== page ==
31. Turner Martin says:

    All authors have critics…why not just respond to the ones who deliver valid criticism, and ignore the ones who pick nits?  You lose much more face by calling attention to the nit picking than you would by ignoring it, IMHO.

  32. Merus says:

    You could always tell the pedants to get lost. It’s very satisfying. You shouldn’t have to qualify things to satisfy all those people who felt like they’re owed content relevant to them.

  33. Bec says:

    Mm, I don’t know what it is, but any blog that appeals to computer people (examples I’ve noticed – slashdot, Dilbert blog, Daily WTF, this blog) always seems to attract a high percentage of nitpicking, dismissive and/or kneejerk responses where the poster wants to prove how superior they are. Maybe you could do a Scott Adams and see how much enjoyment you can get from mocking such people :)

  34. <i>Blogging isn’t all that much fun now; it’s more of a chore.</i>

    So, do you write this blog at work, or in your free time?

    If you are getting paid for this, and dealing with a few complaints is the worst part, it’s still a pretty sweet gig.

    [I write the entries on my own time. It’s not part of my job. I just keep doing it because it’s expected of me now. -Raymond]
  35. Shog9 says:

    Bah. You get to ignore fun comments calling down damnation on your head as punishment typos and omissions. I get to delete spam advertising russian goat porn.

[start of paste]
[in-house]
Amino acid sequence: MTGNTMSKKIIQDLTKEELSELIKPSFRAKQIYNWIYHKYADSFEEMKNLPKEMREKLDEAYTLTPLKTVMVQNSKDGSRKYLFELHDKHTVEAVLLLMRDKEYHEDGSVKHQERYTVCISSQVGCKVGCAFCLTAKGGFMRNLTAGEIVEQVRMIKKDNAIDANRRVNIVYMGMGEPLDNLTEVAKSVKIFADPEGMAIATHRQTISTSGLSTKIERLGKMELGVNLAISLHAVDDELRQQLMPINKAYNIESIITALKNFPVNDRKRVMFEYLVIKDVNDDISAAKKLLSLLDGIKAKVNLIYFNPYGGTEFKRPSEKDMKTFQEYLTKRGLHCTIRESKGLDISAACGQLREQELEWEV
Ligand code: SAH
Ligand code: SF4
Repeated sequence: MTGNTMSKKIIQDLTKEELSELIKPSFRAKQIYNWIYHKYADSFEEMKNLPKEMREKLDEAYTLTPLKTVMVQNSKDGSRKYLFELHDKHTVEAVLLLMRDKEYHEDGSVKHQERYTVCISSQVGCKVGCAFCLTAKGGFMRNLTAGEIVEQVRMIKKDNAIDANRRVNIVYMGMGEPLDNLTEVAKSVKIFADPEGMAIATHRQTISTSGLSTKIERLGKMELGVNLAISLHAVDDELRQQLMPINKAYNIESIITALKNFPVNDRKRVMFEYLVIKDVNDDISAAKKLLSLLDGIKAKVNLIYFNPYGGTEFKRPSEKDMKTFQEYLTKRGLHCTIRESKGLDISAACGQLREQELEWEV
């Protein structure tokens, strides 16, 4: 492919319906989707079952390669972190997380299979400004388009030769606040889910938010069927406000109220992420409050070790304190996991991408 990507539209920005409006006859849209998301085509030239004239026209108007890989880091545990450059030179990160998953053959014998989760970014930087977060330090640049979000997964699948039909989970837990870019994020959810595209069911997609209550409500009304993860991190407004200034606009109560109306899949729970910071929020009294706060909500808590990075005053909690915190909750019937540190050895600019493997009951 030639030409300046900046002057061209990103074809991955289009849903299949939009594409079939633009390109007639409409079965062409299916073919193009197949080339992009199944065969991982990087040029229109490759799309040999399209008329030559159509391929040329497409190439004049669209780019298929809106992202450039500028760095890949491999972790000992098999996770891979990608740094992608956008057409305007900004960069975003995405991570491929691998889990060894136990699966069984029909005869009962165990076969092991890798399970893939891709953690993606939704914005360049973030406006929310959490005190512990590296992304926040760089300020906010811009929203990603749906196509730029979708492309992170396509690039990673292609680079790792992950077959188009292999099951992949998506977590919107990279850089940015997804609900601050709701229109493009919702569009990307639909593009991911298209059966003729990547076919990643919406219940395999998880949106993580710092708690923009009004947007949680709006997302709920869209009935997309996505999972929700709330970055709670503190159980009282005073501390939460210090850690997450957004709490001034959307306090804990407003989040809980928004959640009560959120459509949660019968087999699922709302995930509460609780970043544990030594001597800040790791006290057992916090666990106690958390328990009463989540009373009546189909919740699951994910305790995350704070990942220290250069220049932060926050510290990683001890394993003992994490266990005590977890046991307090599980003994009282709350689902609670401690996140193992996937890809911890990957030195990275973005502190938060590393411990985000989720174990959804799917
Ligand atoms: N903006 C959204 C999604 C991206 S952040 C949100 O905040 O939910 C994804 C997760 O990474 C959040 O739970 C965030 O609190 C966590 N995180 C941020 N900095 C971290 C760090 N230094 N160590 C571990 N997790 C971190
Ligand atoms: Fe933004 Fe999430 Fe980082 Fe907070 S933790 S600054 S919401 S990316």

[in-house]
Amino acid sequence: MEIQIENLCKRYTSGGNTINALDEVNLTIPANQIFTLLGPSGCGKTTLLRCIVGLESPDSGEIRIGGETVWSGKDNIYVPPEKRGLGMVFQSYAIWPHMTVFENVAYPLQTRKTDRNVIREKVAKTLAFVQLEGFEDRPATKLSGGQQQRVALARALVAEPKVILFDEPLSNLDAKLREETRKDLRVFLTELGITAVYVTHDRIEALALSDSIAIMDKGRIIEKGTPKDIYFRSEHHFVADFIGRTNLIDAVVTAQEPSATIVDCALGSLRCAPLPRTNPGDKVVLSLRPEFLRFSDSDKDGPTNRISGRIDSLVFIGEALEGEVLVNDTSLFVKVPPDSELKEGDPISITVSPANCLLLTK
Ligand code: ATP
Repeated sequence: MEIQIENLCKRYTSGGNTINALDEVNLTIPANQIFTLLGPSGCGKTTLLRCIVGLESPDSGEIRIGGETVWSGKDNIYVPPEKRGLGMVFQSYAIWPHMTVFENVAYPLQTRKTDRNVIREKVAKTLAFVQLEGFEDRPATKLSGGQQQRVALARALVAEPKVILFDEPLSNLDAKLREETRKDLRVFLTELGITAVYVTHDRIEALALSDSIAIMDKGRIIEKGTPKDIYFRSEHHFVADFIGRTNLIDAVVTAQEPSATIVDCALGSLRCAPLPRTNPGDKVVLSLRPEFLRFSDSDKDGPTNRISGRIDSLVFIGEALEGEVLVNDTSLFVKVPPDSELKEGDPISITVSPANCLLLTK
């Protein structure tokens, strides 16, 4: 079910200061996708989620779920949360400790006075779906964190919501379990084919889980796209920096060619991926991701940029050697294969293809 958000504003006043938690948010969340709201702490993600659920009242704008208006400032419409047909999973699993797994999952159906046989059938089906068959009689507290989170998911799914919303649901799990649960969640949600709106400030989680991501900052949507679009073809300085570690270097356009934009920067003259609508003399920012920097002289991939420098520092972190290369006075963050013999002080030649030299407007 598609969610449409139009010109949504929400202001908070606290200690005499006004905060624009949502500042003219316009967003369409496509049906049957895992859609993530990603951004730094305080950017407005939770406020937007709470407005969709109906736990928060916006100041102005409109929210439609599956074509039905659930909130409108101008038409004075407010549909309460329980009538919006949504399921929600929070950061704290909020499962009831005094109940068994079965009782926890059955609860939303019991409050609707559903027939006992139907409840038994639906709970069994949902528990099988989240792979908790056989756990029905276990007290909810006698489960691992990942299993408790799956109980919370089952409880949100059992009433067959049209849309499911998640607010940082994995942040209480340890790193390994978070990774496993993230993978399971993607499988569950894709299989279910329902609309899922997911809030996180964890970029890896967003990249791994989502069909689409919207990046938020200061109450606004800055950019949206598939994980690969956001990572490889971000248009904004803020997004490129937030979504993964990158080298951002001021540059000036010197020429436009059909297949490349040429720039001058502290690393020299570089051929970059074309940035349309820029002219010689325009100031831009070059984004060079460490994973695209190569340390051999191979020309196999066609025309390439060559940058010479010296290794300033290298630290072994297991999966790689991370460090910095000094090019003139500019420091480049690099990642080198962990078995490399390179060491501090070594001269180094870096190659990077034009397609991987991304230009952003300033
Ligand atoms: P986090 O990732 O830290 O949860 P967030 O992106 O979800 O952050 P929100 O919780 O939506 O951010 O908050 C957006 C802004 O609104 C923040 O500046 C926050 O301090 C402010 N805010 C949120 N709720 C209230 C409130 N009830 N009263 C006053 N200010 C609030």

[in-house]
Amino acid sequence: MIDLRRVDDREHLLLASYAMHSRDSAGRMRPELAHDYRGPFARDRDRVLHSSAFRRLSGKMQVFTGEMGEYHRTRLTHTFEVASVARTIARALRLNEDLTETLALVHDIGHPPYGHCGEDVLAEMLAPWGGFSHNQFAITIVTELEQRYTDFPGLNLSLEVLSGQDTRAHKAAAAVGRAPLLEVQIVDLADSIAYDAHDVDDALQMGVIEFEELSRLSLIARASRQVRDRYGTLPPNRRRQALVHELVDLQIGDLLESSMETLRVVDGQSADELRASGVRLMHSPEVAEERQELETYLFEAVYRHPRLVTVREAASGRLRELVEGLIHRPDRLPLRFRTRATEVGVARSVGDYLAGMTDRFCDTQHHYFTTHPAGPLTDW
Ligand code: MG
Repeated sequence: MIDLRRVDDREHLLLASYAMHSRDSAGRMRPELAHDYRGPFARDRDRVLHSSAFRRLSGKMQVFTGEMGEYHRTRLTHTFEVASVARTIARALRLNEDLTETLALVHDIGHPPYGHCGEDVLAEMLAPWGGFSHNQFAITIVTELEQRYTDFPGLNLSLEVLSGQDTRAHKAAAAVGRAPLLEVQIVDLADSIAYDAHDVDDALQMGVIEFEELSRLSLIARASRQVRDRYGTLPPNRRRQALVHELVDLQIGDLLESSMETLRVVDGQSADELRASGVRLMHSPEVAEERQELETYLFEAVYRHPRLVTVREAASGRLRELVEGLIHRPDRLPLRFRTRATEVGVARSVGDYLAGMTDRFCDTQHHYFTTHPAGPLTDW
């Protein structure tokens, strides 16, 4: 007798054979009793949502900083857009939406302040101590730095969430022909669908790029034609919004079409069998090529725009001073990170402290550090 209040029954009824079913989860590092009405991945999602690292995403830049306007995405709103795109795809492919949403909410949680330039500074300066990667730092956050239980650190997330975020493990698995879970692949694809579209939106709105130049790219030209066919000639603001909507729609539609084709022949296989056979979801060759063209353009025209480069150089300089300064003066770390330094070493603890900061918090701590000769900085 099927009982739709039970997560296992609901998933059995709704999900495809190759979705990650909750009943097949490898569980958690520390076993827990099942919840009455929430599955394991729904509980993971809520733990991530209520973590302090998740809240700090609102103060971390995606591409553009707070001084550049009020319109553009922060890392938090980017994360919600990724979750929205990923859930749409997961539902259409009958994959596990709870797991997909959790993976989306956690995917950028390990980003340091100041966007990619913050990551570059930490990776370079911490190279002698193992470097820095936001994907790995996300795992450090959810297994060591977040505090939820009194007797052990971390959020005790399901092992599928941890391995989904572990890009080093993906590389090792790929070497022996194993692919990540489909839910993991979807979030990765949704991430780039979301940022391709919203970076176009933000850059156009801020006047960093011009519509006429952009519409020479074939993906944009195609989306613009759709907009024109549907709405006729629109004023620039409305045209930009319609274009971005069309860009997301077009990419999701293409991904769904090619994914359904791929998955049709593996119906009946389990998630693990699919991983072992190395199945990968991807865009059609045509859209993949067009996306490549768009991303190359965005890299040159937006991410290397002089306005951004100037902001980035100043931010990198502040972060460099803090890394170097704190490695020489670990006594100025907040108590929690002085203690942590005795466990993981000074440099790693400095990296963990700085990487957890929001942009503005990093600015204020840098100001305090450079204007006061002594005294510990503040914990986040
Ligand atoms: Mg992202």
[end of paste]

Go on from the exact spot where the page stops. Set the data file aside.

But look who’s complaining…

    Ain’t no-one forcin’ you to do it, Chen. Vast multitudes of us out here appreciatin’ it though.

    [No point complaining about the spam comments since the people posting them don’t read the web site anyway. -Raymond]
  36. kokorozashi says:

    It’s your blog and it’s up to you to choose whether to give the nit-pickers the power to bother you. From my perspective, they don’t deserve that power, especially when the value of "they" includes me. :-)

  37. Dom says:

    100 bonus points for ‘$refund’. Clever.

  38. James Schend says:

    NBC, if you read the links, the information Raymond provided was useful and accurate. What you and the other nitpickers were missing is that they were *examples.*

    The location of the Windows directory IS NOT THE POINT OF THE EXAMPLE.

    The specific way color is translated into gray is NOT THE POINT.

    People who miss (and/or ignore) the POINT of a sentence to complain about some minor detail piss me off to no end. Take the following example sentence (specifically designed as a Godwin): "Hitler is an evil man because he killed 8 million people in concentration camp."  The nitpicker will read this sentence and respond, "wait! 8 million isn’t accurate! It’s currently estimated at 9.2 million yet some estimates go as high as 10.5 million! Yada!" Of course with this petty and pointless correction, they entirely miss the POINT of the sentence "Hitler is an evil man."

    Microsoft bashing is part of it, but I think a greater part is the "I want to look smarter than you" factor. As in, "I’ve read more about the holocaust and know more about the concentration camp numbers, therefore I’m smarter than you."

  39. John C. Kirk says:

    Lots of blogs are two-way, but not all.

    I’m thinking in particular of Neil Gaiman’s blog:

    http://www.neilgaiman.com/journal/